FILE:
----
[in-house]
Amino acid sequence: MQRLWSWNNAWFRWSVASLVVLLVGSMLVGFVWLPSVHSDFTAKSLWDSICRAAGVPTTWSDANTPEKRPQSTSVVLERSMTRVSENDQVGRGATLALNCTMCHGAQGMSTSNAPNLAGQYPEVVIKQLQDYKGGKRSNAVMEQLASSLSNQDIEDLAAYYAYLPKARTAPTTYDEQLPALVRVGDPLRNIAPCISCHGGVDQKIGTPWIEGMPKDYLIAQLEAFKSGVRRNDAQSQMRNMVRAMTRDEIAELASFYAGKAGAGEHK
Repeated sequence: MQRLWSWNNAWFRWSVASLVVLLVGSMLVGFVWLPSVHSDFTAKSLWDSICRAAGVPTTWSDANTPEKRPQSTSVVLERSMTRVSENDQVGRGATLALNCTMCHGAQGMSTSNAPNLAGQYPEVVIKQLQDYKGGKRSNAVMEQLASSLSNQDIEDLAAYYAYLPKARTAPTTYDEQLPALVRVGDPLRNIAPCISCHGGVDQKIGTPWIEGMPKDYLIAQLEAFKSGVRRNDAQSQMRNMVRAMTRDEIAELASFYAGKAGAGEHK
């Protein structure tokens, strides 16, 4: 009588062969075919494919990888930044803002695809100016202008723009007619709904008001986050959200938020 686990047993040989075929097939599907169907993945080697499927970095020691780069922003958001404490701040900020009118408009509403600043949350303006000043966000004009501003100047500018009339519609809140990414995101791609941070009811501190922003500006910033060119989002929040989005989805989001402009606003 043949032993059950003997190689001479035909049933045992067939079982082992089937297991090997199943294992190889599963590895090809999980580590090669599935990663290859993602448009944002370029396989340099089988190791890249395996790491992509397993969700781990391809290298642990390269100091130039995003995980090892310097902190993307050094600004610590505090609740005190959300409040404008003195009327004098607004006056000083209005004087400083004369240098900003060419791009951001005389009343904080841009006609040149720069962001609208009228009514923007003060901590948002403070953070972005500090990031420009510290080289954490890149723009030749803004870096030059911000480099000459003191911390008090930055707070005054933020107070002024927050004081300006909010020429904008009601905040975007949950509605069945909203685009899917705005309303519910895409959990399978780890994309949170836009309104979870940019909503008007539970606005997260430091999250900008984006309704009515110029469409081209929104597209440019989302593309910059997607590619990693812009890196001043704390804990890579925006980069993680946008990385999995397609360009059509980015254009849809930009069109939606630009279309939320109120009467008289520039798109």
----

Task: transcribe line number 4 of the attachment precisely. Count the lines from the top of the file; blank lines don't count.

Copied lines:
């Protein structure tokens, strides 16, 4: 009588062969075919494919990888930044803002695809100016202008723009007619709904008001986050959200938020 686990047993040989075929097939599907169907993945080697499927970095020691780069922003958001404490701040900020009118408009509403600043949350303006000043966000004009501003100047500018009339519609809140990414995101791609941070009811501190922003500006910033060119989002929040989005989805989001402009606003 043949032993059950003997190689001479035909049933045992067939079982082992089937297991090997199943294992190889599963590895090809999980580590090669599935990663290859993602448009944002370029396989340099089988190791890249395996790491992509397993969700781990391809290298642990390269100091130039995003995980090892310097902190993307050094600004610590505090609740005190959300409040404008003195009327004098607004006056000083209005004087400083004369240098900003060419791009951001005389009343904080841009006609040149720069962001609208009228009514923007003060901590948002403070953070972005500090990031420009510290080289954490890149723009030749803004870096030059911000480099000459003191911390008090930055707070005054933020107070002024927050004081300006909010020429904008009601905040975007949950509605069945909203685009899917705005309303519910895409959990399978780890994309949170836009309104979870940019909503008007539970606005997260430091999250900008984006309704009515110029469409081209929104597209440019989302593309910059997607590619990693812009890196001043704390804990890579925006980069993680946008990385999995397609360009059509980015254009849809930009069109939606630009279309939320109120009467008289520039798109």